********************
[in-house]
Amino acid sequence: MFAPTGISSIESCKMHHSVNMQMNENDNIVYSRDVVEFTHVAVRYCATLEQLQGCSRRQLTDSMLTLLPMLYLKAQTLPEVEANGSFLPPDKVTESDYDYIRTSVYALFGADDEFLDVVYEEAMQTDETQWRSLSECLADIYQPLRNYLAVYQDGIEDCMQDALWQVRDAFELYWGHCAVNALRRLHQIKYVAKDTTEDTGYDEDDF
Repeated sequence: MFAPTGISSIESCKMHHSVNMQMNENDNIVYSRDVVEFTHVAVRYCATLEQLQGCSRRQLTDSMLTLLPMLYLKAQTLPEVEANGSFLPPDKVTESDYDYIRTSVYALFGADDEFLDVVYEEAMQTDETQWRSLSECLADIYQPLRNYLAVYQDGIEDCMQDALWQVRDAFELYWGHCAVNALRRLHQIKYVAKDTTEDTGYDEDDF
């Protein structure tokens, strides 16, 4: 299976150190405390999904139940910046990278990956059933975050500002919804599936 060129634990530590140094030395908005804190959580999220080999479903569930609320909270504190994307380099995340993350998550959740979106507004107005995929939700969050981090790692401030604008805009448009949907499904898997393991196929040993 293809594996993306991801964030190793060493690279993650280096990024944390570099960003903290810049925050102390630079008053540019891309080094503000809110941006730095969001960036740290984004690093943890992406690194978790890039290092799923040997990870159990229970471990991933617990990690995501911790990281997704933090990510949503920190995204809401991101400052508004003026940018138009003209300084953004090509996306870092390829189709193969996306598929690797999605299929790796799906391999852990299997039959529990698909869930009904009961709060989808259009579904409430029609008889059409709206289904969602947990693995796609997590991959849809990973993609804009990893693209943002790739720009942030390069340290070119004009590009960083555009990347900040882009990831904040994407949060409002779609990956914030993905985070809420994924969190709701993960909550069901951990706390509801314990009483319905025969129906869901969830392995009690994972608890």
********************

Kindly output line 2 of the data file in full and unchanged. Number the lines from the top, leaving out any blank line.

Amino acid sequence: MFAPTGISSIESCKMHHSVNMQMNENDNIVYSRDVVEFTHVAVRYCATLEQLQGCSRRQLTDSMLTLLPMLYLKAQTLPEVEANGSFLPPDKVTESDYDYIRTSVYALFGADDEFLDVVYEEAMQTDETQWRSLSECLADIYQPLRNYLAVYQDGIEDCMQDALWQVRDAFELYWGHCAVNALRRLHQIKYVAKDTTEDTGYDEDDF